NEW YORK DAILY NEWS
Friday, December 11, 2015, 9:43 PM
Mets outfielder Michael Cuddyer is retiring from baseball.
Perhaps the most impactful offseason move for the Mets this winter did not come from the front office: Michael Cuddyer, who struggled to the point of becoming a backup to a rookie in his first year of a two-year deal with the Mets, has decided to retire.
Cuddyer, who was due to make $ 12.157 in 2016, will be 37 in March. The Mets offered a “no comment,” when asked about the outfielder.
A 15-year veteran in the majors, Cuddyer struggled with knee injuries during the season and had surgery to repair his “core muscles” in the offseason. He hit .259 with 10 home runs and 41 RBI in 117 games last season.
He became a platoon player in left field with Michael Conforto by the end of the season, and after a defensive debacle in the NLDS, was limited to just 12 at-bats in the Mets World Series run.
A two-time All-Star, Cuddyer was the 2013 National League batting champion.
The veteran was clearly thinking about retiring not long after the season. Sources said he discussed possible post-playing, coaching opportunities within the organization with at least one person.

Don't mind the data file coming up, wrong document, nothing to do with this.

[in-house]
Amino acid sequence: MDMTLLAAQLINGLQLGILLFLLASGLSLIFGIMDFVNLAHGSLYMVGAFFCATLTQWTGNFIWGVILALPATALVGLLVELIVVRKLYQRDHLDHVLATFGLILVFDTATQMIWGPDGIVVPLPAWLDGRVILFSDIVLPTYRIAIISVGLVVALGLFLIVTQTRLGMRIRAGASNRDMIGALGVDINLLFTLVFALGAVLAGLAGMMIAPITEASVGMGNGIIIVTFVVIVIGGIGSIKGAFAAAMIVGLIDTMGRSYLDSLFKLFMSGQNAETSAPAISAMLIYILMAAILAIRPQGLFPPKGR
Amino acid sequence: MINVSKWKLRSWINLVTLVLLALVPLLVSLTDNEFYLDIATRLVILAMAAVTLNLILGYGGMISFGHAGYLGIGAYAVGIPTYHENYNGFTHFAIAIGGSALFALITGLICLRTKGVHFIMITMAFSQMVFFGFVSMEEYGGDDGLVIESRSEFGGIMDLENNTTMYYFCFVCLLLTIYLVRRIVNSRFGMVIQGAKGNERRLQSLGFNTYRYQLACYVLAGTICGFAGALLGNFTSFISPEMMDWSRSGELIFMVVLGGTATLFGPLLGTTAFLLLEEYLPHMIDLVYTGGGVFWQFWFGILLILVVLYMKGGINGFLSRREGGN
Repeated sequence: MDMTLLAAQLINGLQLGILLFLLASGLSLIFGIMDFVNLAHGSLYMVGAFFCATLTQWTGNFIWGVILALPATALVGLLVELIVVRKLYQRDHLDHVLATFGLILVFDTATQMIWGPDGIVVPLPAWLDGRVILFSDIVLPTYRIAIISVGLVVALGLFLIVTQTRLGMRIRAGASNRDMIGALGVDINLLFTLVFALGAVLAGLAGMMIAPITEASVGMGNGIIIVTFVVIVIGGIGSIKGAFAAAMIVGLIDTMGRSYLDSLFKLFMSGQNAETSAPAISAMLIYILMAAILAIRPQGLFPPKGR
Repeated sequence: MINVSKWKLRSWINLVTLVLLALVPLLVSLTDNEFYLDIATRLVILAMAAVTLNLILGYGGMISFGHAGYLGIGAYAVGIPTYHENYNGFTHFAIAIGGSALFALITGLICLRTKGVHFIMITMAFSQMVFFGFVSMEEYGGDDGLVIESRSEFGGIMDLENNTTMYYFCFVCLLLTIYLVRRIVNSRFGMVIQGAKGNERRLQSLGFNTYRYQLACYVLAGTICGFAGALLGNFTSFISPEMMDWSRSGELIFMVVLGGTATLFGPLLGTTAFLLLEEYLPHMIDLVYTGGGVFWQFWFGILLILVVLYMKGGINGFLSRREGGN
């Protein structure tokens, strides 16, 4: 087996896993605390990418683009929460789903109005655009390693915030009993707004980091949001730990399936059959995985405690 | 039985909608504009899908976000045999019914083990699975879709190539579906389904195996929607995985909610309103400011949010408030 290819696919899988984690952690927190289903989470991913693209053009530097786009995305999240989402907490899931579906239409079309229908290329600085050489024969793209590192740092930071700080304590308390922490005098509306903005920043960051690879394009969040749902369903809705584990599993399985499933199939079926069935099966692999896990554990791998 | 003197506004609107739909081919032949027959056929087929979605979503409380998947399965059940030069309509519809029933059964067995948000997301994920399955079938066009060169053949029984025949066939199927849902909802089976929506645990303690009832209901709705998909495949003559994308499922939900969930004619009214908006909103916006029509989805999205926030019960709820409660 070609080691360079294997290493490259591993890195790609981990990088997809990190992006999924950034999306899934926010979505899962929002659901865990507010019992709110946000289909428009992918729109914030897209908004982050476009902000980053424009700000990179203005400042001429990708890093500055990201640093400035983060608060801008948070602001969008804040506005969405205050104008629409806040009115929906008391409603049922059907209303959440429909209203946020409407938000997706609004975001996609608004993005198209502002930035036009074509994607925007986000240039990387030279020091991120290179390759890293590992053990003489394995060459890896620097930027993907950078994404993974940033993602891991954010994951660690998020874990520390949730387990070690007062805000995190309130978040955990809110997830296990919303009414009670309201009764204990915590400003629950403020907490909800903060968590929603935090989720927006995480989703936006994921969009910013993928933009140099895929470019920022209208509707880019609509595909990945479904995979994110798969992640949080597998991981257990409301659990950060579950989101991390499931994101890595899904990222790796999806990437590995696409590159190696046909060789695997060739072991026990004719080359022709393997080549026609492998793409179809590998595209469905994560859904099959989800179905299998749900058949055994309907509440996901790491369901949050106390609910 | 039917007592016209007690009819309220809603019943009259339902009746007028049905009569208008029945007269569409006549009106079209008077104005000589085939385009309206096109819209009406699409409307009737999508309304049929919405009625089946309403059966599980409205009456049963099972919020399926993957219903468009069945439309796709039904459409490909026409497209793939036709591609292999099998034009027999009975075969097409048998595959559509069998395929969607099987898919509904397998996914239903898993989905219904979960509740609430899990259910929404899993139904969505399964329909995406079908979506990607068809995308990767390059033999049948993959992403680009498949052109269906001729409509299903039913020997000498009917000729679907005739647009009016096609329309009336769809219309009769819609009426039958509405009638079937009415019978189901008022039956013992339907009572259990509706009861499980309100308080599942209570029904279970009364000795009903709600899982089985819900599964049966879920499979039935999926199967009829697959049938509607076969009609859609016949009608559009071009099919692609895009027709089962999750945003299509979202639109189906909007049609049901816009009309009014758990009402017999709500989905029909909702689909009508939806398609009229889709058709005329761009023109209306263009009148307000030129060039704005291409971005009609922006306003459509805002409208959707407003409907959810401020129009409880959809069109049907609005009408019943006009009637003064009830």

With Cuddyer calling it a career, that frees up significant money for the Mets to go out and find some power bat for their outfield if they want. While Conforto will at least start the season as the Mets everyday left fielder, they can now look at bigger deals for a center fielder.
The Mets had been looking at smaller deals for a platoon player in center to pair with Juan Lagares and not shopping in the upper echelon of outfielders, but this could make them revisit a deal with Yoenis Cespedes, though a team source said that his price was still too high as of Friday.
The Mets’ philosophy toward their outfield position seemed to change toward the end of the Winter Meetings, so perhaps this was a consideration. Assistant general manager John Ricco refused to rule out the possibility of signing a player in place of Lagares.
“We’re looking at any way to make this team better. Any one player is not going to affect that completely if we can find a way,” Ricco said Wednesday when asked about Lagares.
Cuddyer, who was a career .277 hitter with 197 home runs, ends a distinguished career in perhaps a less than distinguished manner. The news leaked out on Twitter Friday evening when eagle-eyed fans spotted that it had been mistakenly posted on the Mets.com transaction page. It was later removed.